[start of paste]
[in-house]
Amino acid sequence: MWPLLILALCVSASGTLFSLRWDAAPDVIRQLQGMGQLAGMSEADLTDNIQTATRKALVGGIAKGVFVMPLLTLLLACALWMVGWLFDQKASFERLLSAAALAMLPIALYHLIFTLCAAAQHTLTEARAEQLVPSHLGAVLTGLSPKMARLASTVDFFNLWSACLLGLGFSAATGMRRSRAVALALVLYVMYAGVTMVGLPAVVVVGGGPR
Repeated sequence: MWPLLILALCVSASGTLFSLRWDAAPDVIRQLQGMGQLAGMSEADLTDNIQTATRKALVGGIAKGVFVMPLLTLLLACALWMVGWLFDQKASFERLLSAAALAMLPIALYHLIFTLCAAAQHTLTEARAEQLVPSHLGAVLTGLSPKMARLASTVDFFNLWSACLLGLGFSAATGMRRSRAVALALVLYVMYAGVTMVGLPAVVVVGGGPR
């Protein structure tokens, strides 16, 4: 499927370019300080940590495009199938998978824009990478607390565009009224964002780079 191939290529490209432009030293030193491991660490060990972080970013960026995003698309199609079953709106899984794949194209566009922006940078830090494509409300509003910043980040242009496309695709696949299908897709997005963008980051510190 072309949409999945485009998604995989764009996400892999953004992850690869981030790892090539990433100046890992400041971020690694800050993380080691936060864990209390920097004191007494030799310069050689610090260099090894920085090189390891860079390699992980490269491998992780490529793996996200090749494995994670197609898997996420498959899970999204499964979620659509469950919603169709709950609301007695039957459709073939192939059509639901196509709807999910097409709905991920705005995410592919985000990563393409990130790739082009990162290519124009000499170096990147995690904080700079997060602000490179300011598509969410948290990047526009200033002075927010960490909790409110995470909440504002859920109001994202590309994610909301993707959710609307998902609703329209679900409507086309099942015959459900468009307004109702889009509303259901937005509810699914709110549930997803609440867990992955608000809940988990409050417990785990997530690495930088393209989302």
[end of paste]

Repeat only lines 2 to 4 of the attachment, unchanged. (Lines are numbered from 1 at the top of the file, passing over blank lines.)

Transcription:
Amino acid sequence: MWPLLILALCVSASGTLFSLRWDAAPDVIRQLQGMGQLAGMSEADLTDNIQTATRKALVGGIAKGVFVMPLLTLLLACALWMVGWLFDQKASFERLLSAAALAMLPIALYHLIFTLCAAAQHTLTEARAEQLVPSHLGAVLTGLSPKMARLASTVDFFNLWSACLLGLGFSAATGMRRSRAVALALVLYVMYAGVTMVGLPAVVVVGGGPR
Repeated sequence: MWPLLILALCVSASGTLFSLRWDAAPDVIRQLQGMGQLAGMSEADLTDNIQTATRKALVGGIAKGVFVMPLLTLLLACALWMVGWLFDQKASFERLLSAAALAMLPIALYHLIFTLCAAAQHTLTEARAEQLVPSHLGAVLTGLSPKMARLASTVDFFNLWSACLLGLGFSAATGMRRSRAVALALVLYVMYAGVTMVGLPAVVVVGGGPR
């Protein structure tokens, strides 16, 4: 499927370019300080940590495009199938998978824009990478607390565009009224964002780079 191939290529490209432009030293030193491991660490060990972080970013960026995003698309199609079953709106899984794949194209566009922006940078830090494509409300509003910043980040242009496309695709696949299908897709997005963008980051510190 072309949409999945485009998604995989764009996400892999953004992850690869981030790892090539990433100046890992400041971020690694800050993380080691936060864990209390920097004191007494030799310069050689610090260099090894920085090189390891860079390699992980490269491998992780490529793996996200090749494995994670197609898997996420498959899970999204499964979620659509469950919603169709709950609301007695039957459709073939192939059509639901196509709807999910097409709905991920705005995410592919985000990563393409990130790739082009990162290519124009000499170096990147995690904080700079997060602000490179300011598509969410948290990047526009200033002075927010960490909790409110995470909440504002859920109001994202590309994610909301993707959710609307998902609703329209679900409507086309099942015959459900468009307004109702889009509303259901937005509810699914709110549930997803609440867990992955608000809940988990409050417990785990997530690495930088393209989302």